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India’s Economic Growth Slows: Whys, Where-to and How-to questions

August 20, 2012 7 comments

The policy paralysis is symptomatic of a deeper mental paralysis in Indian polity. How can the system start thinking small again.

It is no longer clear who is more out of touch with the Indian Voter. |  Ajit Ninan on Aug 06, 2012, in The Times Of India Ahmedabad

It is no longer clear who is more out of touch with the Indian Voter. | Ajit Ninan on Aug 06, 2012, in The Times Of India Ahmedabad

Facts? Hard To Come By

If readers want biased reporting, are media-owners fools, to give them the ‘truth’?

Leftist readers want a leftist slant.

Now that the Left has been proved to be wrong the Right is always Right. So rightly, Right-Wing readers want ‘balanced’ coverage. Like many readers, media owners, producers and creators also have their own ‘agendas’.

Indian commentariat, within and outside India, like in global media, are afflicted by partisan logic and laziness.

Forget solutions.

Sensible analysis either by the Left or Right of the slowdown in the Indian economy has been hard to come by. Two timely analyses extracted here.

Growth in the developing world is currently running at just above 4%, about half the pace of the boom years from 2003 to 2007. But in all the ups and downs of the global economic cycle, India’s ranking among the world’s fastest growing economies has been remarkably stable since 1980. Of the 180 economies tracked by the IMF, India ranked 29th in terms of its average growth rate in the 1980s, 27th in the 1990s and 26th during the last decade.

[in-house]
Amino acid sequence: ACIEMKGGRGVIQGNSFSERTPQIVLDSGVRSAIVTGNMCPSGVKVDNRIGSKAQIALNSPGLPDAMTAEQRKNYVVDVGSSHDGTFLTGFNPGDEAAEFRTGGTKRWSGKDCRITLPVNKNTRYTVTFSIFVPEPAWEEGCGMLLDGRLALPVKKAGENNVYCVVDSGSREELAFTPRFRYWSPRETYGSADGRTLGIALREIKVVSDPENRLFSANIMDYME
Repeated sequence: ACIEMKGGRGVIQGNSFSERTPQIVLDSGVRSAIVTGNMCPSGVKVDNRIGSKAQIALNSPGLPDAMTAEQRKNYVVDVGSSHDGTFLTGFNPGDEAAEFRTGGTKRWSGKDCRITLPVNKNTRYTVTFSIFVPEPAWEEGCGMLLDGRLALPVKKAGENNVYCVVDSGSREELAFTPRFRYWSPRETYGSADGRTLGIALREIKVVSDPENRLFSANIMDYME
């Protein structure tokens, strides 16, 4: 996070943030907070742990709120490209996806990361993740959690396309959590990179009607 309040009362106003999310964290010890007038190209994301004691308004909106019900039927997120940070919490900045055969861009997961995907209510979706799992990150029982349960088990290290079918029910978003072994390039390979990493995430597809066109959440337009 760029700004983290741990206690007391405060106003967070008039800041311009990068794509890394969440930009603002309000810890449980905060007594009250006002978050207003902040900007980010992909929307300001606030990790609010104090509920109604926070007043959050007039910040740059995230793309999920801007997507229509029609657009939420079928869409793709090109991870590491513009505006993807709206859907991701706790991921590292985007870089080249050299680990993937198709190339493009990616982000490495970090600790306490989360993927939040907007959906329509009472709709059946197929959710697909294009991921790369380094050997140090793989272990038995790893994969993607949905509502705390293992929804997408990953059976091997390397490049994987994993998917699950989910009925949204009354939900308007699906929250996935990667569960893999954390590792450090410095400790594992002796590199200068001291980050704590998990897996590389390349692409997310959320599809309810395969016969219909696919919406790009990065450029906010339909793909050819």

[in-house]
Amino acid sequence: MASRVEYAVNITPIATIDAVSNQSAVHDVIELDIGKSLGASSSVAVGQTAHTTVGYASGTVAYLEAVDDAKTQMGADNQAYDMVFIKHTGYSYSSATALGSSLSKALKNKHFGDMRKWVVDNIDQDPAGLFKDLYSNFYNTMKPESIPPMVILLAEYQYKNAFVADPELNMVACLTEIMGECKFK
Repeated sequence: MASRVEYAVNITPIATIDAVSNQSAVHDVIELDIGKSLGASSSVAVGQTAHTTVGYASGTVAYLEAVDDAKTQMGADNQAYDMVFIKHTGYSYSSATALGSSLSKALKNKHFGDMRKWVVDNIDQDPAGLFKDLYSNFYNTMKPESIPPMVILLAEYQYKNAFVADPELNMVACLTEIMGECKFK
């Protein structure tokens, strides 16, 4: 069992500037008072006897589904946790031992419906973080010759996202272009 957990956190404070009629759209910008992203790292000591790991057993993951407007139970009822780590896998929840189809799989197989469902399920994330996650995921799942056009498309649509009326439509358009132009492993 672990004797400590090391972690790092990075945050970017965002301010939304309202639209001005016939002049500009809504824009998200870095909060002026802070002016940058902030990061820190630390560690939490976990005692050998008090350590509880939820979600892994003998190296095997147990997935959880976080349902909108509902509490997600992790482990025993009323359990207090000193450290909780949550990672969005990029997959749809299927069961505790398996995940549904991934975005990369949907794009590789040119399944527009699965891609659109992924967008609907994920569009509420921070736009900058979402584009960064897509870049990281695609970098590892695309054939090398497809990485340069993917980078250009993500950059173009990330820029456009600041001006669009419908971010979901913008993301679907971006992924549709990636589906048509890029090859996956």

Even during the strongest boom years from 2003 to 2007, India’s ranking was barely budged (at 24) because all emerging markets were surging, lifted by a tide of easy money. Now, as global growth slows, so does India’s, which is likely to grow at 6% this year. That would leave it right where it was in the global rankings, somewhere between 25 and 30. Just as the boom of the last decade did not deserve a Made in India label, at least so far neither does the present downturn.

India’s growth has followed a steady pattern for three decades. The economy tends to grow 1.5 to 2 percentage points faster than the global emerging market average, come what may.

via India’s breakout path: It needs to break global growth script, not slavishly follow it – Times Of India.

Here comes the nub.

With the Great Recession in full swing, across, US, EU, Japan, can the Indian economy be unaffected? Many have also rightly pointed out to a policy paralysis.

Will the Opposition collude, collaborate or confront?  |  Ajit Ninan cartoon on Aug 08 2012 from The Times Of India, Ahmedabad

Will the Opposition collude, collaborate or confront? | Ajit Ninan cartoon on Aug 08 2012 from The Times Of India, Ahmedabad

So, where is the problem?

If not a solution, the Left seems to have, for a change, at least got the diagnosis right.

But more than two years after 2ndlook pointed out the danger – and the solution.

Dark clouds are enveloping our economy threatening the livelihood of millions. The growth rate has dipped to the lowest in a decade. Inflation and price rise continues relentlessly. The index of industrial production, manufacturing in particular, has dipped to its lowest level in recent times and the Sensex has now registered a 24% fall from its highest level.

This has inevitably impacted on the growth of unemployment in the country. It’s now reported that at least 123 cotton and fibre textile mills in the organised sector have closed down resulting in the layoff of 44,681 workers. The Apparel Export Promotion Council estimates that over 45 lakh people have lost their jobs in the textile sector, the largest employer after agriculture in our country. About 65% of our textile exports are to the US and the European Union (EU). With both of them on the brink of a severe recession, the situation in India can only worsen.